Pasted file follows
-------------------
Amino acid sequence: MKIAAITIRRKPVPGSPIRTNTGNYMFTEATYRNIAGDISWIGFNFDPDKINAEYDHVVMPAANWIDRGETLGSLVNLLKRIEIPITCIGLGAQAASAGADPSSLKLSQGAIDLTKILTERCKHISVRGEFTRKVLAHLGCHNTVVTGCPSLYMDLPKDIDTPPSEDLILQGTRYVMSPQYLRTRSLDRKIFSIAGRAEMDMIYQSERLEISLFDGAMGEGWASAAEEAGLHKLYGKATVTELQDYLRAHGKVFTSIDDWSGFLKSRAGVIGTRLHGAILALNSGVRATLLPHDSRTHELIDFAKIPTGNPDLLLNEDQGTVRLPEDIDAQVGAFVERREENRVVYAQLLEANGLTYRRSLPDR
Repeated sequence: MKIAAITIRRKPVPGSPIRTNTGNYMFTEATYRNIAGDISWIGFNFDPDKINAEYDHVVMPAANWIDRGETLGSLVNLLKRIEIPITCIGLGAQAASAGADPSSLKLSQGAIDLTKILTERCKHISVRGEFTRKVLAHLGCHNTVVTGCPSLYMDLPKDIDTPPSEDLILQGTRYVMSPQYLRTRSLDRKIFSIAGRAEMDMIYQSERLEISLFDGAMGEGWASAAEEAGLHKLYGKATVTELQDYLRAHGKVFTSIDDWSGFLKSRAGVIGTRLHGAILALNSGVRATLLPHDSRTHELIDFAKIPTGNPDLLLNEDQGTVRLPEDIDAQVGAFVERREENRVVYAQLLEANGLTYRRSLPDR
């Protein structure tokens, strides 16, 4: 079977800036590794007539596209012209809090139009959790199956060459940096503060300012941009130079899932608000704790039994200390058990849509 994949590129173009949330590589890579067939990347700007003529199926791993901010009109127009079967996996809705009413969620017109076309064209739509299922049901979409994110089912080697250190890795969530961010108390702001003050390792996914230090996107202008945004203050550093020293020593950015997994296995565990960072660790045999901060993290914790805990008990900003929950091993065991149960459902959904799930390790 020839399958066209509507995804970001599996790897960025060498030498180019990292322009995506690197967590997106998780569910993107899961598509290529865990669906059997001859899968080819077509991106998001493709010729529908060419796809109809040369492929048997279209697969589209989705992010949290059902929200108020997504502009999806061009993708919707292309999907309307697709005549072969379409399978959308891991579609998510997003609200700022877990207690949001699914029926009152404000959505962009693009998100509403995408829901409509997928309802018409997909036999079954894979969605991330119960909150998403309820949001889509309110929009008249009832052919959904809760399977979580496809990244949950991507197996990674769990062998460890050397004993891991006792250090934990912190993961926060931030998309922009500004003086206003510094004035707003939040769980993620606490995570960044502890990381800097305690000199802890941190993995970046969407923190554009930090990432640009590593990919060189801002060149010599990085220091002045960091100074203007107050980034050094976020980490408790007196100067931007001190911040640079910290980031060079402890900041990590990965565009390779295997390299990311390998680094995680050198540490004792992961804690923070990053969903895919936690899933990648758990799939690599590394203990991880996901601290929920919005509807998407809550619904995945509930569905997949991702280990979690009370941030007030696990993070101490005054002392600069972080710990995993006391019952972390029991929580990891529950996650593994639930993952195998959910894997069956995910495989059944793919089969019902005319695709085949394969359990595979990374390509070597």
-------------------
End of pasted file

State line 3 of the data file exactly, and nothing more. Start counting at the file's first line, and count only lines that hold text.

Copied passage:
């Protein structure tokens, strides 16, 4: 079977800036590794007539596209012209809090139009959790199956060459940096503060300012941009130079899932608000704790039994200390058990849509 994949590129173009949330590589890579067939990347700007003529199926791993901010009109127009079967996996809705009413969620017109076309064209739509299922049901979409994110089912080697250190890795969530961010108390702001003050390792996914230090996107202008945004203050550093020293020593950015997994296995565990960072660790045999901060993290914790805990008990900003929950091993065991149960459902959904799930390790 020839399958066209509507995804970001599996790897960025060498030498180019990292322009995506690197967590997106998780569910993107899961598509290529865990669906059997001859899968080819077509991106998001493709010729529908060419796809109809040369492929048997279209697969589209989705992010949290059902929200108020997504502009999806061009993708919707292309999907309307697709005549072969379409399978959308891991579609998510997003609200700022877990207690949001699914029926009152404000959505962009693009998100509403995408829901409509997928309802018409997909036999079954894979969605991330119960909150998403309820949001889509309110929009008249009832052919959904809760399977979580496809990244949950991507197996990674769990062998460890050397004993891991006792250090934990912190993961926060931030998309922009500004003086206003510094004035707003939040769980993620606490995570960044502890990381800097305690000199802890941190993995970046969407923190554009930090990432640009590593990919060189801002060149010599990085220091002045960091100074203007107050980034050094976020980490408790007196100067931007001190911040640079910290980031060079402890900041990590990965565009390779295997390299990311390998680094995680050198540490004792992961804690923070990053969903895919936690899933990648758990799939690599590394203990991880996901601290929920919005509807998407809550619904995945509930569905997949991702280990979690009370941030007030696990993070101490005054002392600069972080710990995993006391019952972390029991929580990891529950996650593994639930993952195998959910894997069956995910495989059944793919089969019902005319695709085949394969359990595979990374390509070597």